What Do Semiconductor Processors Do?
Semiconductor processors supervise the production of semiconductors, also called integrated circuits or microchips. You find these microchips in your phone, laptop and car. The duties of a semiconductor processor include loading material into furnaces, loading segments into crystal growing chambers and monitoring controls, and loading wafers into furnaces and chemical baths.Semiconductor processors work for semiconductor factories, employment agencies, navigational manufacturers and scientific research services, among others. Semiconductor factories operate 24 hours a day, so night and weekend work is typical. Some people work in 40-hour weekly shifts of eight hours each, while others work 12-hour shifts.Unfortunately, jobs in this profession are expected to decline 27 percent through 2022, at least in the United States. This is due to expanding automated processes and smaller, more complex chips that humans have difficulty working on. In addition, many U.S. plants are moving to countries where manufacturing is cheaper.
Semiconductor Processors Skills and Abilities
When you’re a semiconductor processor, you need science skills to understand the substances you’re working with. You must have knowledge of chemistry, electronics and manufacturing. Computer skills are also important because you’ll need to adjust program specifications. No doubt you’ll notice ways the manufacturing process can be improved, which is why you need communication skills to convey that information to your supervisors and co-workers. You must be detail-oriented and logical, with critical-thinking skills. Last but not least, dexterity is important to enable you to make precise cuts and operate equipment.
Semiconductor Processors Duties
Semiconductor processors are the people who largely take care of quality control in manufacturing. That means it’s your job to test equipment on a regular basis and to test chips for correct function. If there is an issue with a chip, you determine what caused it. As part of quality control, you do the following:
- Review work orders and processing charts to set schedules
- Supervise the machines slicing silicon crystals into wafers
- Clean and polish silicon wafers with robots
- Set and adjust controls for power level, temperature and other factors
- Suggest improvements to the manufacturing process.
Semiconductor Processors Tools and Technology
As a semiconductor processor, you work with tools such as gas blow torches, surface resistivity meters and semiconductor process systems. These include diffusion furnaces and automatic wafer cleaners. You wear antistatic wrist straps, and the technology you use includes semiconductor software, development environment software, industrial control software and Microsoft Office.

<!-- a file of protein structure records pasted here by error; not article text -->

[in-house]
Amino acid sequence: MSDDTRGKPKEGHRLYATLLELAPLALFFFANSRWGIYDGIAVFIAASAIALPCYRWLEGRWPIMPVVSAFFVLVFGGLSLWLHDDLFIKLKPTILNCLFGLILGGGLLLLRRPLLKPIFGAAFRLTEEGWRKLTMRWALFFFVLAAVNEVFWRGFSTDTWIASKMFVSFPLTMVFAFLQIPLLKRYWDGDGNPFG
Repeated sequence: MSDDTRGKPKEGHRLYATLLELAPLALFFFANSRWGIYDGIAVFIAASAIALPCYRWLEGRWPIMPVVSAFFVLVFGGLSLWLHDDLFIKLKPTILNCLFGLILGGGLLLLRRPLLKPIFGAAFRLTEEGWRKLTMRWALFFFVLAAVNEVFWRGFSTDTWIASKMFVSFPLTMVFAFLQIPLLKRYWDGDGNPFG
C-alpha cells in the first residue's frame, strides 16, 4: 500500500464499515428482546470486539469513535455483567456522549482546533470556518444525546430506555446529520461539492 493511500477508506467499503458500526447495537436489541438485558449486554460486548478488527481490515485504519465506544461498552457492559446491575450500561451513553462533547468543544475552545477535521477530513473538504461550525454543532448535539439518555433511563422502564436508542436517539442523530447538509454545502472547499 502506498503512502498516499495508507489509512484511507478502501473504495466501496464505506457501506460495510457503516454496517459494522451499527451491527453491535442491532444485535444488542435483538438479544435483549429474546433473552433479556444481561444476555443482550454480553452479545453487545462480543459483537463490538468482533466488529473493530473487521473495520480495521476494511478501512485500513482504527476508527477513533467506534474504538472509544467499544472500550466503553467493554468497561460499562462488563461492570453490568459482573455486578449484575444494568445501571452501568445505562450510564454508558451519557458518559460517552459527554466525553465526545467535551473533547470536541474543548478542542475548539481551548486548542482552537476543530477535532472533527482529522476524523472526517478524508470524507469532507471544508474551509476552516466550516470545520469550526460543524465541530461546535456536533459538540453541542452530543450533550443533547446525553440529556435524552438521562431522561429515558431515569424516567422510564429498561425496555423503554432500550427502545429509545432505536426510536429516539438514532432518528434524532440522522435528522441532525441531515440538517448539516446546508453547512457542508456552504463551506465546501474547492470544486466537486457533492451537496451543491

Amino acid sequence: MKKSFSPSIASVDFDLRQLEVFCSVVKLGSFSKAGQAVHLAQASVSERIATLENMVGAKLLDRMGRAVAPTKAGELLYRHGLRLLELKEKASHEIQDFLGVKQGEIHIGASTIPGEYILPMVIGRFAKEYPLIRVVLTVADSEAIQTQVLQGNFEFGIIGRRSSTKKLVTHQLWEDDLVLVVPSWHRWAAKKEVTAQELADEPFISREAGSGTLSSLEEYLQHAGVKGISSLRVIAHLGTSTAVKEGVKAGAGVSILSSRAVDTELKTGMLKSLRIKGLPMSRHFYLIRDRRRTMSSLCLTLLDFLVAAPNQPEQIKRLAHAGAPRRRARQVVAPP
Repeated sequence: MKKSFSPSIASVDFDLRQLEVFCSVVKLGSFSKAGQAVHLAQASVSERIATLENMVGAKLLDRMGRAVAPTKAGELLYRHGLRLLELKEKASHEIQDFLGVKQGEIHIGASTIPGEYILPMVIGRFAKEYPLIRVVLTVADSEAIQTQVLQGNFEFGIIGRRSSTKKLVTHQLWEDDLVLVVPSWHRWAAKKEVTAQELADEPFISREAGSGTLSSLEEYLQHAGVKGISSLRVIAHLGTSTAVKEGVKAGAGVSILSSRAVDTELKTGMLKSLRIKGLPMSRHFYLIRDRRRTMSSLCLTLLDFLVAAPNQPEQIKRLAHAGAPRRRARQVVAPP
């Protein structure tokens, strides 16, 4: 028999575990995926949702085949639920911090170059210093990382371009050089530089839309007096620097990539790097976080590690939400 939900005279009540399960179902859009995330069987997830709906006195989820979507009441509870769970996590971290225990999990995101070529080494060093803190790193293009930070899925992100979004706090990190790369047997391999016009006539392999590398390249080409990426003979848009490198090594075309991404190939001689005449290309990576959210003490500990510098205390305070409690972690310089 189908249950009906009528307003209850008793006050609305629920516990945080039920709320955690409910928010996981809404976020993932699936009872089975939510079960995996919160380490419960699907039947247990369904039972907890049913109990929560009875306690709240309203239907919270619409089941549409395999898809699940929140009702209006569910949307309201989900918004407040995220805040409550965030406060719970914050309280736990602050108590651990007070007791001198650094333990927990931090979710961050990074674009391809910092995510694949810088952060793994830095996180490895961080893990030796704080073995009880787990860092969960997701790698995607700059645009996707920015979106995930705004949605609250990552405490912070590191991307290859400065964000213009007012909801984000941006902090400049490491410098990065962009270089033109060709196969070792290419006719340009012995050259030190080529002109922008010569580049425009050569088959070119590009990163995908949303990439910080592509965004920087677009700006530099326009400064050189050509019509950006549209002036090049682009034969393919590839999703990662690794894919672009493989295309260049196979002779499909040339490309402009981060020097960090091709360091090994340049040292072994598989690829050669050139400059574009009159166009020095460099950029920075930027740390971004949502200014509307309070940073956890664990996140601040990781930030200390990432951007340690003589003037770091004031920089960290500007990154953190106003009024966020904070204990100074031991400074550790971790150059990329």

Education and Training for Semiconductor Processors
Most semiconductor processors have some high school or college education. A small percentage of the workers have associate and bachelor’s degrees. However, as job prospects decline, processors who have experience or at least a bachelor’s degree are best positioned. The degrees should be in microelectronics or a related field. Classes in science, engineering and electronic circuits are helpful, and training on the job is common. It often lasts for a month up to a year.
Semiconductor Processors Salary
People in this field earn decent money. The median salary in the United States is nearly $35,000, with the top 10 percent of semiconductor processors pulling in more than $53,000 yearly. The bottom 10 percent earns about $25,000.
Semiconductor Processors Jobs by Geography
States that have semiconductor plants are your best bets for employment opportunities. In fact, many states in the United States just don’t offer this type of job. Fortunately, the states that have such plants are diverse enough that you’re likely to find a good fit for you.For the five states with the highest employment levels, head to California, Texas, Washington state, North Carolina and Arizona. To find the most processors jobs per thousand positions, check out New Mexico, California, Washington state, Texas and Arizona. The states that pay best are Florida, Arizona, New Jersey, New York and Minnesota.